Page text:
Struggling with the language of night : the development and application of a postmodern lens for the teaching, reading, and interpretation of Holocaust literature / Michael J. Martin.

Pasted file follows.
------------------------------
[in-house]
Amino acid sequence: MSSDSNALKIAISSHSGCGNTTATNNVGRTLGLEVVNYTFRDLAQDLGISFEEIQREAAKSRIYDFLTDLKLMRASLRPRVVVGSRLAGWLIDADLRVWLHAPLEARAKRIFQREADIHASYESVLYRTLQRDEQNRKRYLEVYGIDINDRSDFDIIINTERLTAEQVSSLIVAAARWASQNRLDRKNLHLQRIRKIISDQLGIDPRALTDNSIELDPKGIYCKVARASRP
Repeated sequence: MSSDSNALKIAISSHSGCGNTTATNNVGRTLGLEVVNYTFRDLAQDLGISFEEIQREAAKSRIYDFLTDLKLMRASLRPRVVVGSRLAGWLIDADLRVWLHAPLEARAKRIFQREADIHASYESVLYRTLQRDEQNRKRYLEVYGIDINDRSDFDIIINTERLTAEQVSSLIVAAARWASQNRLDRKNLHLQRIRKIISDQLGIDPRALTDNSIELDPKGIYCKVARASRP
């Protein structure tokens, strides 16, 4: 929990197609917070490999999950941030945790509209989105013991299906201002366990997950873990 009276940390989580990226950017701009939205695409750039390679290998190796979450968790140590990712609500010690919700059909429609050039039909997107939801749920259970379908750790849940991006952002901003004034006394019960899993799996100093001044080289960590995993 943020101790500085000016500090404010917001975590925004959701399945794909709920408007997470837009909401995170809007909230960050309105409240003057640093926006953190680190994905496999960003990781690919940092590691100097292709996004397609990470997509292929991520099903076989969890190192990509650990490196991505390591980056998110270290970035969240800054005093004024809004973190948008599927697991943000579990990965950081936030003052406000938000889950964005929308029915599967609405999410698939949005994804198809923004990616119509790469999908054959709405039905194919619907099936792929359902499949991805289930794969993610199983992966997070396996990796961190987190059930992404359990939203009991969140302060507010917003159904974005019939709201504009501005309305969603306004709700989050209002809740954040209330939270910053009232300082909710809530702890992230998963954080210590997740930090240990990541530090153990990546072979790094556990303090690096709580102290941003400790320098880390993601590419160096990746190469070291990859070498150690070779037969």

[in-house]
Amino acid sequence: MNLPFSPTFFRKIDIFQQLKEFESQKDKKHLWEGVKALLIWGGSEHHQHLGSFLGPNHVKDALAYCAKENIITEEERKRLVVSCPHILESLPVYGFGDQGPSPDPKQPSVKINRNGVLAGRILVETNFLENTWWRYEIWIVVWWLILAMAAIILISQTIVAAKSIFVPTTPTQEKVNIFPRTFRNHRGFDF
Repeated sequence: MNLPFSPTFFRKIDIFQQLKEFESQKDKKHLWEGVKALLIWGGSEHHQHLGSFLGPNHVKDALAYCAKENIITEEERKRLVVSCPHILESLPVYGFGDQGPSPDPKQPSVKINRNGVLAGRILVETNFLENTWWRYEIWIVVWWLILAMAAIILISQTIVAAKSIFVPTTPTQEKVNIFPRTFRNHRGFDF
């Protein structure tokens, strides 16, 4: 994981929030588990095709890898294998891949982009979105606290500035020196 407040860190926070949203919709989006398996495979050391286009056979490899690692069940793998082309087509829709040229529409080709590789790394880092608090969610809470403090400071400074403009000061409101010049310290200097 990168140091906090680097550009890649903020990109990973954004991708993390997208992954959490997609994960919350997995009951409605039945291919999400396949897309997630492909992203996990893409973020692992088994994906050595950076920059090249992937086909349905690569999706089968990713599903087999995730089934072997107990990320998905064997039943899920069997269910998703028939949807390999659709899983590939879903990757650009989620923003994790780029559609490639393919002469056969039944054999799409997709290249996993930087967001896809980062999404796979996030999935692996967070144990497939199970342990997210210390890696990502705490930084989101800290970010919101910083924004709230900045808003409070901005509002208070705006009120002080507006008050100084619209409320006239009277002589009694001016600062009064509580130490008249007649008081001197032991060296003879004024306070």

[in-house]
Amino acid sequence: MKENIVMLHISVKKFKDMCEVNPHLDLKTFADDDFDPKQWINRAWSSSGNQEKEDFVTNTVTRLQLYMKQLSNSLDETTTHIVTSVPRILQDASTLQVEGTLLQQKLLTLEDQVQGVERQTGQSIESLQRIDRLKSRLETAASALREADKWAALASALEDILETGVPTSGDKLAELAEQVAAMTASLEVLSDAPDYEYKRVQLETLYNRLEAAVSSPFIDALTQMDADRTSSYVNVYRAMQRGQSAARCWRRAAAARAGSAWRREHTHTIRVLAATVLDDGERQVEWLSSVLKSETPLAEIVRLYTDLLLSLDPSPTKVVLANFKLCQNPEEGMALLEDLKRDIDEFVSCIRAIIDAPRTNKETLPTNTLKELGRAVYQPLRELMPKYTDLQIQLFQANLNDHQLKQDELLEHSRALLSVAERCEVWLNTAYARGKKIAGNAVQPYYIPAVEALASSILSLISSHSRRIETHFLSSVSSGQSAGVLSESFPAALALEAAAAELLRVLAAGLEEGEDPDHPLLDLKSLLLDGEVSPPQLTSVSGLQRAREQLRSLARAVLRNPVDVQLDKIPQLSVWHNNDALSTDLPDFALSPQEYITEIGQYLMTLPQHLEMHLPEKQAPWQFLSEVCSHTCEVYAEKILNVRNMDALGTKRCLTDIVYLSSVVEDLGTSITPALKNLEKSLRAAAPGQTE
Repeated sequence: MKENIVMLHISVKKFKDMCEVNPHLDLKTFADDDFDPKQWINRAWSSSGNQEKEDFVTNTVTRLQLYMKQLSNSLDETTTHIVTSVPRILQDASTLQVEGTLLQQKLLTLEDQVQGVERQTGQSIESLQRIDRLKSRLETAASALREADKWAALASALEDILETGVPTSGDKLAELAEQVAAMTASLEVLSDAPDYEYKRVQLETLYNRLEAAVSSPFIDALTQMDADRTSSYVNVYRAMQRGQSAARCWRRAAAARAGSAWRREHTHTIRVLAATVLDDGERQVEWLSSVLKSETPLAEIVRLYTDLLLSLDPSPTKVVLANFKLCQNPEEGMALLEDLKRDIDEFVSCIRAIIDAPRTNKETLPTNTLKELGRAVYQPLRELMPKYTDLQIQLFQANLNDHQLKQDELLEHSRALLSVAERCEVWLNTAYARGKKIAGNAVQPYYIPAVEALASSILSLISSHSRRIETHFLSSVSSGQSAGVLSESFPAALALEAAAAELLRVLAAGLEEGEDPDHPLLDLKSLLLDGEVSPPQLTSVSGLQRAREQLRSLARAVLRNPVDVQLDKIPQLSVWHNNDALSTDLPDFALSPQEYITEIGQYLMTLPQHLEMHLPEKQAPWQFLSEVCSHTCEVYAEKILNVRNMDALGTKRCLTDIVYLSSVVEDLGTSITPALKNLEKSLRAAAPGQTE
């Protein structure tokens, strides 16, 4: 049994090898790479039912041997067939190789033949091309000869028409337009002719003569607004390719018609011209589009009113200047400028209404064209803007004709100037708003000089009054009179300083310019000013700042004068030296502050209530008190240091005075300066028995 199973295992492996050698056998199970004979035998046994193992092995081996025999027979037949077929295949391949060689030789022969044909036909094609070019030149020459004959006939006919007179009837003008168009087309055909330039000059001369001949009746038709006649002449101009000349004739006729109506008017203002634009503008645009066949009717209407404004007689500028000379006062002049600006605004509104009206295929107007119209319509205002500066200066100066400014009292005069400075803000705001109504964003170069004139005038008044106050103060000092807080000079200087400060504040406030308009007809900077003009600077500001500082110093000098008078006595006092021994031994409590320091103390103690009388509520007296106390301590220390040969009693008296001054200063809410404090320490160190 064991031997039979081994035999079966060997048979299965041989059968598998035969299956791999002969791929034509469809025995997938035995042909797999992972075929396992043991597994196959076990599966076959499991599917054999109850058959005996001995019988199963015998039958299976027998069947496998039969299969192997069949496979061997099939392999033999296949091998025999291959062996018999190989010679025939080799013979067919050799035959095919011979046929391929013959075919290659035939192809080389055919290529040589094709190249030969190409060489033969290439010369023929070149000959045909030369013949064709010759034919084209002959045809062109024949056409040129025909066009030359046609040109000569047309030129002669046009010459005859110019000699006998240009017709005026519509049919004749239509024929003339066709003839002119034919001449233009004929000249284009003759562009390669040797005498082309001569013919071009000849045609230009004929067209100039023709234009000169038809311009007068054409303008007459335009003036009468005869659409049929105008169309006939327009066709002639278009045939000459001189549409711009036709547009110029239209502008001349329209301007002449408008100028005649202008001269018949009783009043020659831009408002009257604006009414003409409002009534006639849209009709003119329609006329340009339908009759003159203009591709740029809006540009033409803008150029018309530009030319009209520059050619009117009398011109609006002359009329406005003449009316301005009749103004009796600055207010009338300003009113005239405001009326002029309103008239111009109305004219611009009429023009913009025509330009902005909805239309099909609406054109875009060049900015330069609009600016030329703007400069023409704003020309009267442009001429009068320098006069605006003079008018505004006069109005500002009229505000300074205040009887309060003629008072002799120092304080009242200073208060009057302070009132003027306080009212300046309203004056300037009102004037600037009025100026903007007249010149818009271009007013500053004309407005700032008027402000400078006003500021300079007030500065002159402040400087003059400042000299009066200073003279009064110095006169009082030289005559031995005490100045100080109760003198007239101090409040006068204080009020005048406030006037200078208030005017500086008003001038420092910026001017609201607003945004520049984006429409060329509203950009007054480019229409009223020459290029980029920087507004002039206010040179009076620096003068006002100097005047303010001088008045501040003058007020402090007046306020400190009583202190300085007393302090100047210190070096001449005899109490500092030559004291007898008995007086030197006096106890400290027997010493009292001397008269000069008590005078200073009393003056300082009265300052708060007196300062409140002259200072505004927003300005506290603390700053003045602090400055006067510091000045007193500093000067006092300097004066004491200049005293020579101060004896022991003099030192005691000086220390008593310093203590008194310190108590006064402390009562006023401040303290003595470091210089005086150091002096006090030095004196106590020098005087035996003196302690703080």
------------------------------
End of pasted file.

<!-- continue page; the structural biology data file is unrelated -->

In this dissertation, I develop a postmodern lens that when applied to the study of Holocaust literature—memoir, fiction, young adult literature, and drama—helps one to develop new questions concerning the study of Holocaust literature. Particularly, this lens problematizes the study of Holocaust work for the scholar, pedagogue and student. While it has been traditionally argued that postmodern theoretics can only negatively impact the study of Holocaust literature, this work strives to display how this theoretical system can positively impact this study. Specifically, the lens that I have developed moves the individual past the conclusion that the Holocaust remain an ineffable event, and instead recognizes such larger issues as the development of a Holocaust ethical sense, the transmission of survivor testimony in a fractured world, the complications associated with transmitting such graphic horror to the young adult world, and, finally, the use of dramaturgical techniques to “display” events that are noted to be untranslatable. The dissertation is divided into three sections. In the first section, I argue that there exists a possibility for the development of a postmodern interpretive lens in relation to Holocaust study and display how the work of Martin Heidegger and Paul de Man, two forefathers of postmodern theoretics, actually assists in the development of this lens. Furthermore. I define how my entire work will make use of postmodern theory by defining my understanding of postmodernism. Section two is comprised of four chapters, each of which interrogates a different genre of Holocaust literature and displays how, when one makes use of postmodernist theory, innovative questions arise from the genre discussion that, I argue, have long been neglected. Finally, in section three of the work, I offer a historical trace of Holocaust pedagogy and provide an analytical discussion of a course I have taught on Holocaust narrative.
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